In a dark and brutal novel that is not for the weak of stomach, Ian McGuire follows the ill-fated journey of the Volunteer, a whaling ship bound for hunting in the icy waters of the Arctic Circle. It’s a dark ride, a combination of Jack London, Joseph Conrad and Cormac McCarthy, and there is not one sentence that shies away from vivid descriptions of flesh, blood and every other bodily fluid. McGuire’s protagonist and hero in The North Water is an Irish surgeon, Patrick Sumner, who is a survivor of a particularly horrific combat experience early in his medical career, in which the opium-addicted surgeon thinks he has seen the absolute worst of human savagery. Little does he know how depraved men can be.
The novel’s anti-hero is the brutish Henry Drax. Once at sea, Drax is evil incarnate, and when a teenage cabin boy is sodomized and choked to death, Drax becomes the chief suspect. The death of the youngster begins a series of calamities aboard the Volunteer, including a vicious encounter with a polar bear, a collision with an iceberg and assorted other chaos.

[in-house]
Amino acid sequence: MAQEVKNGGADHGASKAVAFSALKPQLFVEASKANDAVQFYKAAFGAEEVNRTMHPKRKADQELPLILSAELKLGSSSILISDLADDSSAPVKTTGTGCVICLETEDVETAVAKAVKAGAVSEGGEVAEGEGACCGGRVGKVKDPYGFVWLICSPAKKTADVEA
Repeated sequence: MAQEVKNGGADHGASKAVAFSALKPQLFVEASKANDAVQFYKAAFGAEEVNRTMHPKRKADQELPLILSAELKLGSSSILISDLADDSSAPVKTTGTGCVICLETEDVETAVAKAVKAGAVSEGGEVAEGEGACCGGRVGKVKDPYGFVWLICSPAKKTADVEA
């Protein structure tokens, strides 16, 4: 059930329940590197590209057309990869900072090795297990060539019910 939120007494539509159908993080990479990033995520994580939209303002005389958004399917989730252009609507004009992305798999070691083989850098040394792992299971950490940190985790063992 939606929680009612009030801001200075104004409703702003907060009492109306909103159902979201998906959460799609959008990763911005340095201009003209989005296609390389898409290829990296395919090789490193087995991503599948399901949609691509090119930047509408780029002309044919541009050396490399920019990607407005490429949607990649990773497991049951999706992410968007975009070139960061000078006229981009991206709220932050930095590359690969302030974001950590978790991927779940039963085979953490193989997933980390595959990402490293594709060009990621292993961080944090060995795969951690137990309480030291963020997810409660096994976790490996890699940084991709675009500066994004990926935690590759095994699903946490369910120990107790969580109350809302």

McGuire writes with a matter-of-fact style that perfectly fits the events that unfold. The author is most as ease describing the increasing doom. You feel the sting and ache of frostbite, the hours of desolate loneliness and tedium contrasted by outbreaks of horrible violence. McGuire forces us to consider what leads men to seek such exile and fortune against such terrible odds. What is it, he asks us to ponder, that these men are fleeing and, ultimately, what is it they are bound to discover? Grade: A